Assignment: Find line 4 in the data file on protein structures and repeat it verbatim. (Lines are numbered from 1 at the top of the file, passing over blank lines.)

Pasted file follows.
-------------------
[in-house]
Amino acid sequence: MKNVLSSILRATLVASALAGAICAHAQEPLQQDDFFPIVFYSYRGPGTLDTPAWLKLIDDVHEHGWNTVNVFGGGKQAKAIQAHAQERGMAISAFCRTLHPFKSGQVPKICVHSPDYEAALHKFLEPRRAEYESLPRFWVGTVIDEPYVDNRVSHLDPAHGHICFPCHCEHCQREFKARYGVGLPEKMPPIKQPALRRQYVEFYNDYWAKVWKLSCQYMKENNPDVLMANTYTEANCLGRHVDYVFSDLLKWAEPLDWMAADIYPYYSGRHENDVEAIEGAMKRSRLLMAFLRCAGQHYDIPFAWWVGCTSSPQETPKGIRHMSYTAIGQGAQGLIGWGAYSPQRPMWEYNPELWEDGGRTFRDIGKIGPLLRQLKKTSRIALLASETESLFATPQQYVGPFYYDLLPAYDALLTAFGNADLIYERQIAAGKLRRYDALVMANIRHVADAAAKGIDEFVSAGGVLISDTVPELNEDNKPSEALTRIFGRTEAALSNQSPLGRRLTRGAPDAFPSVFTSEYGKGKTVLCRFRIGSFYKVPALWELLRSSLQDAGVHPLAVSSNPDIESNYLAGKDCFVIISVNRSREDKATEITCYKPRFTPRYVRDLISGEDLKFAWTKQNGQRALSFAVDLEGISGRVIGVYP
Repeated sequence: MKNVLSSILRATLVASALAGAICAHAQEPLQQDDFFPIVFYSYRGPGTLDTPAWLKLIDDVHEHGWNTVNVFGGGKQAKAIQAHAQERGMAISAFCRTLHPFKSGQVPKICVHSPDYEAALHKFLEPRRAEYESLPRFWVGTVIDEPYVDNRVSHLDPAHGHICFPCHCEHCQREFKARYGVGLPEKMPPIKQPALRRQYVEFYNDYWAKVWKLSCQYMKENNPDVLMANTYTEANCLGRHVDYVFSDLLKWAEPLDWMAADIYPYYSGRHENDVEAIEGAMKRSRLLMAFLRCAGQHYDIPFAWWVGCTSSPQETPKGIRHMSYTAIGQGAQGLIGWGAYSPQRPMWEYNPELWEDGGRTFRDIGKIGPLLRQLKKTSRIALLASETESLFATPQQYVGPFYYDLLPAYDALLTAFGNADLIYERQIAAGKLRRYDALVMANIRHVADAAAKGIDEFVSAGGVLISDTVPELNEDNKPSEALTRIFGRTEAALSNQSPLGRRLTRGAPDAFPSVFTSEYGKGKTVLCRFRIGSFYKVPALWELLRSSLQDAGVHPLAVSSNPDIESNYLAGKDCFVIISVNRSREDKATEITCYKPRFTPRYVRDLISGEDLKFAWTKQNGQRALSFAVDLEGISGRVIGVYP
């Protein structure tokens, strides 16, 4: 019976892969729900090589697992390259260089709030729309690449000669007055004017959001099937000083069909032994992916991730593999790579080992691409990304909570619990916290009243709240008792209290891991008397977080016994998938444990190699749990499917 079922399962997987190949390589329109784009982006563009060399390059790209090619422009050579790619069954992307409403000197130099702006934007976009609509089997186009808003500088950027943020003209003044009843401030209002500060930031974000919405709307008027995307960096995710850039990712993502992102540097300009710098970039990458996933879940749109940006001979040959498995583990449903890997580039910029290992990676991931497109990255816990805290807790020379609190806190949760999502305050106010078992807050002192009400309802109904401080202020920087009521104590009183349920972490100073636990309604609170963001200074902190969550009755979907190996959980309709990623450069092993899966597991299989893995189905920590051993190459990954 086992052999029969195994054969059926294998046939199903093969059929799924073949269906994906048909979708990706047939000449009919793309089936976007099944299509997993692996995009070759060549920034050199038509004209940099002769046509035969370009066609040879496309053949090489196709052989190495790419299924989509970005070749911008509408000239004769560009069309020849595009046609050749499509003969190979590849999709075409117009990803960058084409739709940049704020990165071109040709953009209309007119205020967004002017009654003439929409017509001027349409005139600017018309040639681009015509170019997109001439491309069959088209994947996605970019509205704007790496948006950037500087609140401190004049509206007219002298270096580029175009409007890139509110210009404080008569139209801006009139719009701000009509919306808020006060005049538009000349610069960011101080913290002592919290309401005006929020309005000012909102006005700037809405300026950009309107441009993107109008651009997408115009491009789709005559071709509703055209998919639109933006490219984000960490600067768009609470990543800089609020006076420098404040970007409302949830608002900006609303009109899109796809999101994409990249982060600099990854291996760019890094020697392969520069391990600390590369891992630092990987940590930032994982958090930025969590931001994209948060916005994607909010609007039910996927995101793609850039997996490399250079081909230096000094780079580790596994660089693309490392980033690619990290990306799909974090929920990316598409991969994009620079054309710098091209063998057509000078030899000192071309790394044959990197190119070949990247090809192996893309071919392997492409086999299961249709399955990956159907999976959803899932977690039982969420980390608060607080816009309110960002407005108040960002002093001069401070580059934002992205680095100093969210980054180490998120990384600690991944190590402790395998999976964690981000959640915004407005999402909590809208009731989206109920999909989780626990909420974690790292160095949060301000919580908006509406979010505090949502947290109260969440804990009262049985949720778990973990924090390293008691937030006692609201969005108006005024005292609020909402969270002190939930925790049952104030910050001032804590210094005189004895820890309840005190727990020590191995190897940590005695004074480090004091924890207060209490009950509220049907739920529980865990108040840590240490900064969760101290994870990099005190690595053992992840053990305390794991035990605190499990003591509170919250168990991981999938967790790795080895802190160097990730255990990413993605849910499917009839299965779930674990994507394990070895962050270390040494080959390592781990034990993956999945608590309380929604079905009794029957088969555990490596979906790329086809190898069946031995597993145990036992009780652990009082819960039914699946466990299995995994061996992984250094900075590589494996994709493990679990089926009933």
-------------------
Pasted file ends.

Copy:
């Protein structure tokens, strides 16, 4: 019976892969729900090589697992390259260089709030729309690449000669007055004017959001099937000083069909032994992916991730593999790579080992691409990304909570619990916290009243709240008792209290891991008397977080016994998938444990190699749990499917 079922399962997987190949390589329109784009982006563009060399390059790209090619422009050579790619069954992307409403000197130099702006934007976009609509089997186009808003500088950027943020003209003044009843401030209002500060930031974000919405709307008027995307960096995710850039990712993502992102540097300009710098970039990458996933879940749109940006001979040959498995583990449903890997580039910029290992990676991931497109990255816990805290807790020379609190806190949760999502305050106010078992807050002192009400309802109904401080202020920087009521104590009183349920972490100073636990309604609170963001200074902190969550009755979907190996959980309709990623450069092993899966597991299989893995189905920590051993190459990954 086992052999029969195994054969059926294998046939199903093969059929799924073949269906994906048909979708990706047939000449009919793309089936976007099944299509997993692996995009070759060549920034050199038509004209940099002769046509035969370009066609040879496309053949090489196709052989190495790419299924989509970005070749911008509408000239004769560009069309020849595009046609050749499509003969190979590849999709075409117009990803960058084409739709940049704020990165071109040709953009209309007119205020967004002017009654003439929409017509001027349409005139600017018309040639681009015509170019997109001439491309069959088209994947996605970019509205704007790496948006950037500087609140401190004049509206007219002298270096580029175009409007890139509110210009404080008569139209801006009139719009701000009509919306808020006060005049538009000349610069960011101080913290002592919290309401005006929020309005000012909102006005700037809405300026950009309107441009993107109008651009997408115009491009789709005559071709509703055209998919639109933006490219984000960490600067768009609470990543800089609020006076420098404040970007409302949830608002900006609303009109899109796809999101994409990249982060600099990854291996760019890094020697392969520069391990600390590369891992630092990987940590930032994982958090930025969590931001994209948060916005994607909010609007039910996927995101793609850039997996490399250079081909230096000094780079580790596994660089693309490392980033690619990290990306799909974090929920990316598409991969994009620079054309710098091209063998057509000078030899000192071309790394044959990197190119070949990247090809192996893309071919392997492409086999299961249709399955990956159907999976959803899932977690039982969420980390608060607080816009309110960002407005108040960002002093001069401070580059934002992205680095100093969210980054180490998120990384600690991944190590402790395998999976964690981000959640915004407005999402909590809208009731989206109920999909989780626990909420974690790292160095949060301000919580908006509406979010505090949502947290109260969440804990009262049985949720778990973990924090390293008691937030006692609201969005108006005024005292609020909402969270002190939930925790049952104030910050001032804590210094005189004895820890309840005190727990020590191995190897940590005695004074480090004091924890207060209490009950509220049907739920529980865990108040840590240490900064969760101290994870990099005190690595053992992840053990305390794991035990605190499990003591509170919250168990991981999938967790790795080895802190160097990730255990990413993605849910499917009839299965779930674990994507394990070895962050270390040494080959390592781990034990993956999945608590309380929604079905009794029957088969555990490596979906790329086809190898069946031995597993145990036992009780652990009082819960039914699946466990299995995994061996992984250094900075590589494996994709493990679990089926009933």